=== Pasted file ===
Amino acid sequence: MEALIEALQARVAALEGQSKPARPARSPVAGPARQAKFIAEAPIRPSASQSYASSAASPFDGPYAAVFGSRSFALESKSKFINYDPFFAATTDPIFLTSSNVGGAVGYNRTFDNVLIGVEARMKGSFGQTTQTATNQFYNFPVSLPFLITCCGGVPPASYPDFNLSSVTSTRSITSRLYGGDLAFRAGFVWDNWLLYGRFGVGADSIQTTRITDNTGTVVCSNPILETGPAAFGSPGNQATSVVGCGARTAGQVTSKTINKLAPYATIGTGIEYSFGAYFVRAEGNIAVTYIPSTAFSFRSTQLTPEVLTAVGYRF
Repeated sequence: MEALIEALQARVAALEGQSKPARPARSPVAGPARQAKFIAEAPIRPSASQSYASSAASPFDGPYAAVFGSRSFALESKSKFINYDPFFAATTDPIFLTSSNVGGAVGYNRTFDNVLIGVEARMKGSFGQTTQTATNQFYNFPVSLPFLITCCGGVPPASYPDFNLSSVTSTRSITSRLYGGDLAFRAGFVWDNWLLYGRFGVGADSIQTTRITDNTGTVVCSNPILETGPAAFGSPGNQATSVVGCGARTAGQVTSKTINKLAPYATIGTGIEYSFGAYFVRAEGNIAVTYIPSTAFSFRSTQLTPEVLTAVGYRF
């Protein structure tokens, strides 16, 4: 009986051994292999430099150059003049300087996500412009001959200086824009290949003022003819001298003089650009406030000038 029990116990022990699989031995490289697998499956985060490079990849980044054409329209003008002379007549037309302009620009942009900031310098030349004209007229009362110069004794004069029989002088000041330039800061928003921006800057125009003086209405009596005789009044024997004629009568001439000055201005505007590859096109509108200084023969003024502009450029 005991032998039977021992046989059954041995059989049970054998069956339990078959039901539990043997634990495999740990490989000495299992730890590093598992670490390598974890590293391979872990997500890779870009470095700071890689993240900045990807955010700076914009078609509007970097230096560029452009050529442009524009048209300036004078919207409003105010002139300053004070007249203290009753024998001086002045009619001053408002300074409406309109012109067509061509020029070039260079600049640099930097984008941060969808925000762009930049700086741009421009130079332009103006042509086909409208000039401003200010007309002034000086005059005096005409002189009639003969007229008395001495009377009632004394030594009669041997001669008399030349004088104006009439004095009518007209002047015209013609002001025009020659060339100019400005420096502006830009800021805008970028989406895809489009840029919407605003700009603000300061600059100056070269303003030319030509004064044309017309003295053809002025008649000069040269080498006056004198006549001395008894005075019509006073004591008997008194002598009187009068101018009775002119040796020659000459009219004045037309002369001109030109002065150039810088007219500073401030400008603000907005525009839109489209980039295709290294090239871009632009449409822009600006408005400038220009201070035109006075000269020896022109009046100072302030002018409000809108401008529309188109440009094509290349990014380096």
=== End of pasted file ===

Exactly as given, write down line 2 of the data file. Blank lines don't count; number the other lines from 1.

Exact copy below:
Repeated sequence: MEALIEALQARVAALEGQSKPARPARSPVAGPARQAKFIAEAPIRPSASQSYASSAASPFDGPYAAVFGSRSFALESKSKFINYDPFFAATTDPIFLTSSNVGGAVGYNRTFDNVLIGVEARMKGSFGQTTQTATNQFYNFPVSLPFLITCCGGVPPASYPDFNLSSVTSTRSITSRLYGGDLAFRAGFVWDNWLLYGRFGVGADSIQTTRITDNTGTVVCSNPILETGPAAFGSPGNQATSVVGCGARTAGQVTSKTINKLAPYATIGTGIEYSFGAYFVRAEGNIAVTYIPSTAFSFRSTQLTPEVLTAVGYRF